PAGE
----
wire is specified as the metallic diameter. I assume my wire gauge v
    wight/resistance tables are for bare copper, not actually specified.
  7. N_Cook

    N_Cook Guest

    I would like to email directly and discuss winding guitar pickups.
    Please email:
    robert DOT a DOT macy AT gmail DOT com

    Where do you buy 42 Awg wire?

    We buy small quantities of 30-36 Awg at exceptionally competitive
    pricing from
    Fay Electric Wire Corp. (800) 245-9473
    752 North Larch Avenue
    Elmhurst, IL 60126
    [not associated with them, or gain by posting this.]


    I have emailed to you
  8. I wind 100 turns of fine gauge wire on a smooth rod ...

    Tightly, of course.

    There's a story that Edison asked a young man (presumably an apprentice) to
    measure the volume of several light bulbs. The apprentice stated with a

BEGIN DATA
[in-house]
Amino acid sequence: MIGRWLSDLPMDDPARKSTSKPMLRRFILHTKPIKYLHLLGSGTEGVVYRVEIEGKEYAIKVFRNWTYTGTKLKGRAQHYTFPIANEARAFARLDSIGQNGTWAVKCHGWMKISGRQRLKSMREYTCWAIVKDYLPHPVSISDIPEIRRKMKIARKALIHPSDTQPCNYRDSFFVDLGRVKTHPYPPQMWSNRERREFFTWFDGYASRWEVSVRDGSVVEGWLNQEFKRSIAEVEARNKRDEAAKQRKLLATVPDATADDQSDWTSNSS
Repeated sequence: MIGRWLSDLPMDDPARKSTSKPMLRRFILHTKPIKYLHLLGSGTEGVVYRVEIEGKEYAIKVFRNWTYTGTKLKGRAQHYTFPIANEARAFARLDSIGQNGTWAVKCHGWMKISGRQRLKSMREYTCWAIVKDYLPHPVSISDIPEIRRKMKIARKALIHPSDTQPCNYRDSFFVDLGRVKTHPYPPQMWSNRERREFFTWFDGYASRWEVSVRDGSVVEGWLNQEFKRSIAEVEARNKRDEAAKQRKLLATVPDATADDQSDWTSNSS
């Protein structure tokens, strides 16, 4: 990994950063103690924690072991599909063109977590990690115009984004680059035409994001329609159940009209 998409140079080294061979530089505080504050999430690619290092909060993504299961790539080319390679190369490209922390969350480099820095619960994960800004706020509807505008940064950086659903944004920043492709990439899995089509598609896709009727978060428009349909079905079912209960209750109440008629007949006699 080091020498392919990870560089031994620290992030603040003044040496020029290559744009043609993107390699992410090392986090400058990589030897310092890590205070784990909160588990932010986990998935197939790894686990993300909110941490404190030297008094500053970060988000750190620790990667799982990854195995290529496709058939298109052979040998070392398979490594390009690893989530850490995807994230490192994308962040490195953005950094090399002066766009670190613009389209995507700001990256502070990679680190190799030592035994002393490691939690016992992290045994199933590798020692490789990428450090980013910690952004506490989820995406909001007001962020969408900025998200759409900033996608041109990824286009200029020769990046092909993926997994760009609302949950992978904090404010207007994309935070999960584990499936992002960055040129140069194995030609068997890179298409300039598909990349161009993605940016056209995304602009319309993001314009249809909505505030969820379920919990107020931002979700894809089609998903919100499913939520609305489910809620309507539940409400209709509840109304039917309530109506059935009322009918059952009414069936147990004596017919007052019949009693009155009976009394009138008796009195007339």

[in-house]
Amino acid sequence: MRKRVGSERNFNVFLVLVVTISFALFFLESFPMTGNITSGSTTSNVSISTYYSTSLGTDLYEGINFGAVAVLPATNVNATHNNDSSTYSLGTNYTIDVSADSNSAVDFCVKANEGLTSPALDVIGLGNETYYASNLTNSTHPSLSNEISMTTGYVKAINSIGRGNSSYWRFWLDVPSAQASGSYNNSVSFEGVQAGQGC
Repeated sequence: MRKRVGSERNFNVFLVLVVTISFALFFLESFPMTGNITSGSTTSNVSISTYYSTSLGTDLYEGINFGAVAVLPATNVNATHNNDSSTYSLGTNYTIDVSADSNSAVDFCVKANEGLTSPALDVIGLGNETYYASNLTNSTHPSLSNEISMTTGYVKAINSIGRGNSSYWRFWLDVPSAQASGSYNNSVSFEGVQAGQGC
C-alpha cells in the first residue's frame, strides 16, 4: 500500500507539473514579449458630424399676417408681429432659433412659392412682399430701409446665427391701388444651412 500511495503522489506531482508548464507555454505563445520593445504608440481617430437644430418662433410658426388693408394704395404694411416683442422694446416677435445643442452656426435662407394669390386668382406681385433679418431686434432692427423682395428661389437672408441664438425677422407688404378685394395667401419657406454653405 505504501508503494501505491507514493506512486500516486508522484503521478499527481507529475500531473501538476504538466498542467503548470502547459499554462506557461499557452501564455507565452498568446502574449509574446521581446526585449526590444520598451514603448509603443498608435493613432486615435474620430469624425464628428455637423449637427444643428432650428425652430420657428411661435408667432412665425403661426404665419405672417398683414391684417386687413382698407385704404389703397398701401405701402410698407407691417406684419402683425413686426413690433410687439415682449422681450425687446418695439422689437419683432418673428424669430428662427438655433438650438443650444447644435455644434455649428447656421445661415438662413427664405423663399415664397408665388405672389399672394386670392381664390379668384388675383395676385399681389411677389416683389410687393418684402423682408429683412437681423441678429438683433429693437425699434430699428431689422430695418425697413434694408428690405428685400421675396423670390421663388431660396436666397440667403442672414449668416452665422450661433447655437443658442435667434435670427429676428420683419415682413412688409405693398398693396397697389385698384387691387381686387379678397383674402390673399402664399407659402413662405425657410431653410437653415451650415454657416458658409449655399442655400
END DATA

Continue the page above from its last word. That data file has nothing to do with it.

ruler, a pair of calibers, trying to get precise measurements so he could
    calculate the volume. When Edison saw him fussing around, he grabbed one of
    the bulbs, filled it with water, and dumped into a graduate. I suspect the
    whole exercise was intended to make a point, rather than measure the bulbs.

    Unfortunately, I can't think of an equivalent "clever" way to indirectly
    measure the wire's diameter.
  9. Smitty Two

    Smitty Two Guest

    They were in fact laquered together, hopefully in a vacuum chamber, to
    keep them from buzzing.
  10. Smitty Two

    Smitty Two Guest

    Unfortunately, if you don't know what the insulation is, you don't know
  11. N_Cook

    N_Cook Guest

    The former has to be demountable. I've made but not had the time to try
    winding yet. A platic binder spine warmed up and opened out to a flat
    bottomed V. Doubled up , end over end, and 2 cuts per side , so can easily
    cut the remainder after winding. Some thick PTFE wound around to decrease
    the width a bit to fit the trough, some thin elastic laid across , so under
    the wiring, to tie together in loops after winding. Well thats my theory.